Colourist Michael Atiyeh helps knit everything together with well-chosen and applied tones, while letterer Steve Wands applies his expertise to the usual excellent effect.
That cover is rather Carrie, isn’t it? It’s nicely done by Rocha, Henriques and Atiyeh, but I’m not overly keen - this book is good enough not to have to reference something else. I don’t mind figurative covers but this is such a strong image that it becomes more misleading than a nod to events and feelings inside. And I still dislike the glassy Superman: The Movie logo treatment. Actually, I want Kara to get one of her own mastheads back, preferably the tall Seventies look.
The variant by Stanley ‘Artgerm’ Lau is his best yet, just sublime, almost 3D in effect. Consider this 1000 words of praise from me.
I understand sales have been going up on this series of late, with the Artgerm variants credited. They’re gorgeous and must be a big draw, but surely the sheer quality of story and art is a factor too? Supergirl is a terrific book, and improving with each issue - DC should add it to the fortnightly roster.
Supergirl #17 review, Steve Orlando, Jody Houser, Robson Rocha, Daniel Henriques, Julio Ferreira, Steve Wands, Michael Atiyeh, Stanley ‘Artgerm’ Lau
Great review Mart. I also have been loving this series in the more recent issues. I feel the tension Kara is feeling, we get key scenes of her dealing with being Kara and being Supergirl and remaining heroic while remaining safe.ReplyDelete
That was one of things I loved about this issue and the current run. It isn't all DEO missions. We have supporting cast members, we have home scenes, we have school scenes. It really fleshes out this book in a way that feels very Bronze Age in a good way.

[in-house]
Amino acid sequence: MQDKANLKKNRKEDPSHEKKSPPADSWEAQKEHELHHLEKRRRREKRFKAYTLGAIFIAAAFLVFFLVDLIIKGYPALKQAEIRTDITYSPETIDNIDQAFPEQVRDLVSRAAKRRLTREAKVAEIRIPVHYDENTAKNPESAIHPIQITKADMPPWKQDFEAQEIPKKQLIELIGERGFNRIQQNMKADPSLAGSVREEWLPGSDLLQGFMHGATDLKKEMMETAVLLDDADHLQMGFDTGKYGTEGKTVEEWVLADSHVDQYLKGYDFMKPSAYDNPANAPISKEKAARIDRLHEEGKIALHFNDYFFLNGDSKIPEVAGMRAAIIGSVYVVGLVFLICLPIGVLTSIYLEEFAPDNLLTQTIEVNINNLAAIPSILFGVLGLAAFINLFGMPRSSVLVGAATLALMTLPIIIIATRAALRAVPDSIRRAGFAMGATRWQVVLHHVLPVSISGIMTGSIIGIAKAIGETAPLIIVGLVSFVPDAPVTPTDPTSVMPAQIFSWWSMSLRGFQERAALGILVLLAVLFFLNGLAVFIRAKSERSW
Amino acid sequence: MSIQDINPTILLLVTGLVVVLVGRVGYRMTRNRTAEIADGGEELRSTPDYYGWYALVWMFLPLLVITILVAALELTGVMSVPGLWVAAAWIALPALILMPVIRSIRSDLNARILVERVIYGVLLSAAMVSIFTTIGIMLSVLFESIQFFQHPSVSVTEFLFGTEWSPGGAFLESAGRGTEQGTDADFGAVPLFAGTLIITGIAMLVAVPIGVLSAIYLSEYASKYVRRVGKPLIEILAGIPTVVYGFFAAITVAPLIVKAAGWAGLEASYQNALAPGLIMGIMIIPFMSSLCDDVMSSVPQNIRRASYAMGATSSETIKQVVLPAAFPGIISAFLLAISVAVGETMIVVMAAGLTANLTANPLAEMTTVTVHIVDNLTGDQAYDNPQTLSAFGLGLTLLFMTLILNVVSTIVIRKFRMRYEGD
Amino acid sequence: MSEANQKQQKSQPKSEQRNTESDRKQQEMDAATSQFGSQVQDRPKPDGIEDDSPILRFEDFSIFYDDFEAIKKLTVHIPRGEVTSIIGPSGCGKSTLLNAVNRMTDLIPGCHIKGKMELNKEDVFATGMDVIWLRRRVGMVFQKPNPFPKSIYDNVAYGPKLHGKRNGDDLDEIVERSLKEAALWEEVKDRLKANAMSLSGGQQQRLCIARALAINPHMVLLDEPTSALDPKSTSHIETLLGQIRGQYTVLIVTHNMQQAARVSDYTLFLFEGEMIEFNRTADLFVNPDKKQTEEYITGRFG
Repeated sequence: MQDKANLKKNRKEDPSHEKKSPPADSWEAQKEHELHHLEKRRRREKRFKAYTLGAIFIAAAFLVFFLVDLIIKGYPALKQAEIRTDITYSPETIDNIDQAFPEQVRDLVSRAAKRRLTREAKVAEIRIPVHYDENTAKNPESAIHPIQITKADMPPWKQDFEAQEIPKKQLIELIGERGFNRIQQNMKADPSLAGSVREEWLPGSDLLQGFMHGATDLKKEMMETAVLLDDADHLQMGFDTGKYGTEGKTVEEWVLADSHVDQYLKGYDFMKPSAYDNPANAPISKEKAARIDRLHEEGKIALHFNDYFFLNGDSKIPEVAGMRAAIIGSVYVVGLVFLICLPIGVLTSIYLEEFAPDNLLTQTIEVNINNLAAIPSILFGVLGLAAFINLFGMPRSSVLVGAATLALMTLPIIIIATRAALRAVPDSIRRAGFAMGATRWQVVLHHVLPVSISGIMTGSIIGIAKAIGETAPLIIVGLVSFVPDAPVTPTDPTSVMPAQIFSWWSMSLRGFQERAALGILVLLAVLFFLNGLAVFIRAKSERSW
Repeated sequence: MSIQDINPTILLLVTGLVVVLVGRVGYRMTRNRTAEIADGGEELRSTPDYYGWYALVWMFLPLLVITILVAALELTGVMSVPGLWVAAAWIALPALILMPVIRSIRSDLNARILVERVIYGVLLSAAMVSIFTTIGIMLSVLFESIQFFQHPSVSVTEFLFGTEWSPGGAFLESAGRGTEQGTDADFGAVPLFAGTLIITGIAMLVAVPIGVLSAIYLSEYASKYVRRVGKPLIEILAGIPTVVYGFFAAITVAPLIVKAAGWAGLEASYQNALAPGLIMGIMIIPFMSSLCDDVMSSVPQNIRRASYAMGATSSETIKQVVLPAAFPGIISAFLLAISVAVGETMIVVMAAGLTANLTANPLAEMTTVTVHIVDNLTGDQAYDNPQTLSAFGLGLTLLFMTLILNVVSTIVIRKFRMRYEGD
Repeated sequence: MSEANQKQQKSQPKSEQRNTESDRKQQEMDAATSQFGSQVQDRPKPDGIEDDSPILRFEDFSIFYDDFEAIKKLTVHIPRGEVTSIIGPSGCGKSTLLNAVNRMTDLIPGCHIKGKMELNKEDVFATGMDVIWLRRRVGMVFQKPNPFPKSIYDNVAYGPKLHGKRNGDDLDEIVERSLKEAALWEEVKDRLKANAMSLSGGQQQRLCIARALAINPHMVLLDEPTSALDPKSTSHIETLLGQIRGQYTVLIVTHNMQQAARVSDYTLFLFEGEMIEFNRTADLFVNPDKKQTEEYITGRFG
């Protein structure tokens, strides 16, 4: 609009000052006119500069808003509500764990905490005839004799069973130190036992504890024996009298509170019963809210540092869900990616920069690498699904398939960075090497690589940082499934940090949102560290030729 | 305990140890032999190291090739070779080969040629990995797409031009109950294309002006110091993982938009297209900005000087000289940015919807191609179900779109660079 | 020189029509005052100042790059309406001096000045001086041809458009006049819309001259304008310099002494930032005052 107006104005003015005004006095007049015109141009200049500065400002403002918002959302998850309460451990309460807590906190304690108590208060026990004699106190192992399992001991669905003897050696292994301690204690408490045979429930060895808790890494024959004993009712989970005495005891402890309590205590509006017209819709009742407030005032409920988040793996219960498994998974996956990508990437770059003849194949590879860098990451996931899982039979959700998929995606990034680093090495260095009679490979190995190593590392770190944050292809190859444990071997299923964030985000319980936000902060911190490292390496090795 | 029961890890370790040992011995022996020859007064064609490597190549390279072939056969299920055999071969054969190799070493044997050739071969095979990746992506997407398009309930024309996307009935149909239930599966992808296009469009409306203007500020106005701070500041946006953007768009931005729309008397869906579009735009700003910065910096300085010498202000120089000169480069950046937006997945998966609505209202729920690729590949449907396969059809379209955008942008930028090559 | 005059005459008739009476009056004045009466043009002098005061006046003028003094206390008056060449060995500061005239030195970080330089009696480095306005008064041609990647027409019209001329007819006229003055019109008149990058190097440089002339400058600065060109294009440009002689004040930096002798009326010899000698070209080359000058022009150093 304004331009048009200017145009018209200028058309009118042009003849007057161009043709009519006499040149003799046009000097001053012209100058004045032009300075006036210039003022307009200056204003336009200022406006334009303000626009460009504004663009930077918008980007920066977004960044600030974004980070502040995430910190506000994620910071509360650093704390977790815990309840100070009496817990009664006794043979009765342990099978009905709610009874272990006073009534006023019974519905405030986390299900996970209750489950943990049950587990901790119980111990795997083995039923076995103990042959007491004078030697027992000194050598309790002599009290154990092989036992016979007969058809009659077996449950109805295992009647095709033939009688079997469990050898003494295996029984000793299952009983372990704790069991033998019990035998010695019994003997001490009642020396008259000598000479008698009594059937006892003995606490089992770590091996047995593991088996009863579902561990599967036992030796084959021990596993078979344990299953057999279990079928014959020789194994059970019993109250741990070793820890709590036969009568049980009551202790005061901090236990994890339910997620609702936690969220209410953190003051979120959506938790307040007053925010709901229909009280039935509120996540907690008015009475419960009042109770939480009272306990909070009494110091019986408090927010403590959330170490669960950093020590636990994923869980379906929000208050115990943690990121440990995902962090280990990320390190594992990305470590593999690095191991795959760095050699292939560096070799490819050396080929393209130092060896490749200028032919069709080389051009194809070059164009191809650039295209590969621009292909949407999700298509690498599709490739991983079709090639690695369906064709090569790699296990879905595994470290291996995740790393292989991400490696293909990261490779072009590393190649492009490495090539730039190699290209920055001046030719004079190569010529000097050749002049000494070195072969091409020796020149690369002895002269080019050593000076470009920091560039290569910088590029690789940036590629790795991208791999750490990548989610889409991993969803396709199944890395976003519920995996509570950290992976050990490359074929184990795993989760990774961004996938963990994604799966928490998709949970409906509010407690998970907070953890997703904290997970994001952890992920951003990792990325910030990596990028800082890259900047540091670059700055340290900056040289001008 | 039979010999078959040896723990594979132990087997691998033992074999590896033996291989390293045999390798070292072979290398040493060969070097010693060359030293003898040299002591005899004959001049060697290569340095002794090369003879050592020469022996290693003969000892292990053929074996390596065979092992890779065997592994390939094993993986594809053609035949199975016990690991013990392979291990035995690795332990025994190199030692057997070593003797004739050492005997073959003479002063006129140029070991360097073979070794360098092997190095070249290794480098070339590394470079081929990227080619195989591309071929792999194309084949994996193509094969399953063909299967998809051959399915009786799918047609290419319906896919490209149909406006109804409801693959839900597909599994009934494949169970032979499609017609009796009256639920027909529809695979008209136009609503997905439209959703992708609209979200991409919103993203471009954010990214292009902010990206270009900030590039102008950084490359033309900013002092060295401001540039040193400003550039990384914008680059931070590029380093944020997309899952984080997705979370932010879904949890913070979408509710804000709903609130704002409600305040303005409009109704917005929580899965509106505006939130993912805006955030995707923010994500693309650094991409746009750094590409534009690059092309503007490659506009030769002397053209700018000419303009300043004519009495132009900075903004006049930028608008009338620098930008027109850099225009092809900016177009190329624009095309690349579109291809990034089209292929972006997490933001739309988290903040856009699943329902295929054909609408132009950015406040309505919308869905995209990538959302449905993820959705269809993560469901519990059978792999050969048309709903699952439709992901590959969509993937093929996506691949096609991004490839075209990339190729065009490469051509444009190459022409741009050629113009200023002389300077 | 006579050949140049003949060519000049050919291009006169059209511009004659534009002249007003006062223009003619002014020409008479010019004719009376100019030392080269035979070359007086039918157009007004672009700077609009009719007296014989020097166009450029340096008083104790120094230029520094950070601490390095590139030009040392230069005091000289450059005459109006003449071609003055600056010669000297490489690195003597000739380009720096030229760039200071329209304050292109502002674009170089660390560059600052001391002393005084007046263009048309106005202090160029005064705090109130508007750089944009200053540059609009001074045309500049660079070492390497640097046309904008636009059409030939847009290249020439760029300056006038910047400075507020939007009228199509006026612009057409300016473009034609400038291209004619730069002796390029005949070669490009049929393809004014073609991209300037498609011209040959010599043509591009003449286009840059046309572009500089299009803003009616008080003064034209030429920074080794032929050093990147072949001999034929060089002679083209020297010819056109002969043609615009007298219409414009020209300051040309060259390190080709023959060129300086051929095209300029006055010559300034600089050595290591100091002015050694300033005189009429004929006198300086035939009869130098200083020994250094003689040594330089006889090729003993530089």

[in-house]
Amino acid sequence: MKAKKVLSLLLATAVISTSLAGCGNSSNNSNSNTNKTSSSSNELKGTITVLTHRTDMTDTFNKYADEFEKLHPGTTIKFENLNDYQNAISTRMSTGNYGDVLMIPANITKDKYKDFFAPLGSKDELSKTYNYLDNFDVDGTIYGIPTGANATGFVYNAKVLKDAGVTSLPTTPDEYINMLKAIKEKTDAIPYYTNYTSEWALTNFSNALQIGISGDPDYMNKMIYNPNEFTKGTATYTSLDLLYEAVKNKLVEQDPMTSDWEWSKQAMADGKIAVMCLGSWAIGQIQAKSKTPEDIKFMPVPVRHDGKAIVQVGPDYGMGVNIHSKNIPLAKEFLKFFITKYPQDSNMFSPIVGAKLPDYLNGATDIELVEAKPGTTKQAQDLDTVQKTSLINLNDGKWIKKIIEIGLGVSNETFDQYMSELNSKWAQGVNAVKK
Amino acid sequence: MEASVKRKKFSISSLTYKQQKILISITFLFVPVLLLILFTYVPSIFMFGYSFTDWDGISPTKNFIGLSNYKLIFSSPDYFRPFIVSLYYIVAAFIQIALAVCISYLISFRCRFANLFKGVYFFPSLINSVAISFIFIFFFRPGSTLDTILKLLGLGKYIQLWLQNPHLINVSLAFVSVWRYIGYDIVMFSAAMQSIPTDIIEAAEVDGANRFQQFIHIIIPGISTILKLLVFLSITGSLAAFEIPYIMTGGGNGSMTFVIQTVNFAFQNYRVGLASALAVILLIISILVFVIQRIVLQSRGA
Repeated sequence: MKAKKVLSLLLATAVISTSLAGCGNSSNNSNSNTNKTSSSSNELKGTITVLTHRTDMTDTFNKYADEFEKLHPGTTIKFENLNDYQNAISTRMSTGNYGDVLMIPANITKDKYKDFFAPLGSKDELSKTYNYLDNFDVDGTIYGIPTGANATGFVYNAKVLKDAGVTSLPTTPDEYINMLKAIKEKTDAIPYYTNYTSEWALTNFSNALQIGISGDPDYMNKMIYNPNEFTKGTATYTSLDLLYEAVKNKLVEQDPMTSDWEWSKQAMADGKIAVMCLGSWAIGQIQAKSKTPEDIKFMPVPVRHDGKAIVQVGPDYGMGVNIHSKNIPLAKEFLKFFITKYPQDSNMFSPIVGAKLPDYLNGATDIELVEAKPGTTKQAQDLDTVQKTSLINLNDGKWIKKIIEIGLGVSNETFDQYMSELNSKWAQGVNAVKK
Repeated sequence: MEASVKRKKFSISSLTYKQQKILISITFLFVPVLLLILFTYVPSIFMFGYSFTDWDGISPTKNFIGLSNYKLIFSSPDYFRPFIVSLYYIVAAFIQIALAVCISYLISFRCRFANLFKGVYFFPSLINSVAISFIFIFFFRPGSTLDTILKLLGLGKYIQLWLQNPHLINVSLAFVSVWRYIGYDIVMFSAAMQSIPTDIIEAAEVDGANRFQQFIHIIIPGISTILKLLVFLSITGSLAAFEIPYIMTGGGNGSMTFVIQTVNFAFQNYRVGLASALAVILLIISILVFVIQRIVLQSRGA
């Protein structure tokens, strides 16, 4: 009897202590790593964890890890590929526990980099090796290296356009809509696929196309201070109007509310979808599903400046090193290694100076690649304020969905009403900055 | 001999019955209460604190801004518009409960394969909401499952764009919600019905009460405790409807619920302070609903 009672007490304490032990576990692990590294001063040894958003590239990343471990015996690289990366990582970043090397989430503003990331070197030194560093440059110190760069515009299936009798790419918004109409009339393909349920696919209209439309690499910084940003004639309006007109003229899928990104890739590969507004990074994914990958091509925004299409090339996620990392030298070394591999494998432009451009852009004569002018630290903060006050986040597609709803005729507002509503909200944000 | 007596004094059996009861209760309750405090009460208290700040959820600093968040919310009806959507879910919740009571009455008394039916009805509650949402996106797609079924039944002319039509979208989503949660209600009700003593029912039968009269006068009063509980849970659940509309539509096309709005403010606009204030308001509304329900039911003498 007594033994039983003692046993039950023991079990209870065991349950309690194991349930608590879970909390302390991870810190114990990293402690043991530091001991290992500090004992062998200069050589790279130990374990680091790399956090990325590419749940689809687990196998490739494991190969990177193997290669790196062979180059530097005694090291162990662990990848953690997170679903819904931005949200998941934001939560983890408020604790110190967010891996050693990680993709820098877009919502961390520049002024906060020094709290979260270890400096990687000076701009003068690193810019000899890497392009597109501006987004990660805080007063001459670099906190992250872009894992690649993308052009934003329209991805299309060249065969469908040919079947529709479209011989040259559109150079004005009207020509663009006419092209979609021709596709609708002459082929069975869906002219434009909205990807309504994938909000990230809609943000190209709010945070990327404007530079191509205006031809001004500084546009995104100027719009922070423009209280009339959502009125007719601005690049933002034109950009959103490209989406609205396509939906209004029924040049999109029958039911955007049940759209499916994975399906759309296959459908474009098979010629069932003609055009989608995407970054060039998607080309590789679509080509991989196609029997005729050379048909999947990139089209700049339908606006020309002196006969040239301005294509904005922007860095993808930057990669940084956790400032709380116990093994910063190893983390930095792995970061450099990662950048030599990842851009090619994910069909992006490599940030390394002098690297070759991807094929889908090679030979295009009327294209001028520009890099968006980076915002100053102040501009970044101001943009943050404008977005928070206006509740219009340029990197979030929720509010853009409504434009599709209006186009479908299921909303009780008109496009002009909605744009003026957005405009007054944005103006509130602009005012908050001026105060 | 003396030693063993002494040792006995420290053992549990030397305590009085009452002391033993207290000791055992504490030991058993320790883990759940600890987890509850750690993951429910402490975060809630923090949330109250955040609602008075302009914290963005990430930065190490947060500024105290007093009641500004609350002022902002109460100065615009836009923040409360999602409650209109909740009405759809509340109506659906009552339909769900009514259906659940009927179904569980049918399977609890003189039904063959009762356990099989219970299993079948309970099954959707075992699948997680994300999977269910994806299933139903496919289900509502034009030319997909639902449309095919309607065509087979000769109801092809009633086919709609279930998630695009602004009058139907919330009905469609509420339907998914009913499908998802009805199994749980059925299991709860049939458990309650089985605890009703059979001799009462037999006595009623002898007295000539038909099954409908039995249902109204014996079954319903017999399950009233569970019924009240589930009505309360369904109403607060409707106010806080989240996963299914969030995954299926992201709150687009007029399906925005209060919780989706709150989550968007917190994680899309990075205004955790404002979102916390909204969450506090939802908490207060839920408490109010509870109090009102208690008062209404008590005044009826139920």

The art is just brilliant. That determined Kara panel is my fave of the book.
And Orlando sure knows his DC history. Amnesium!!
Wondering which bit of DC history Steve Orlando will mine next is always one of the things I look forward to most in his Supergirl and JLA work; I could not believe he brought back, even if just for a cameo, Dr Chaos from New Adventures of Superboy!Delete
Great review, Mart! And that cat-man in the background looks like Blacksad to me. Here's a pic of Juan Díaz Canales and Juanjo Guarnido's anthropomorphic detective; if you haven't read any of the Blacksad graphic novels, they're incredible! (At least the first two are; I need to get my hands on the rest.)ReplyDelete
Anyway, here's a link to that pic. It's a pinterest file, so I hope it works:
You clever man, I’ve never heard of Blacksad, but that has to be him!Delete
eye think it's implied Deceilia's crazy actions were because of Director Bones like Strange VisitorReplyDelete
so she may not be all that badDelete
Well, if you don't believe page one!Delete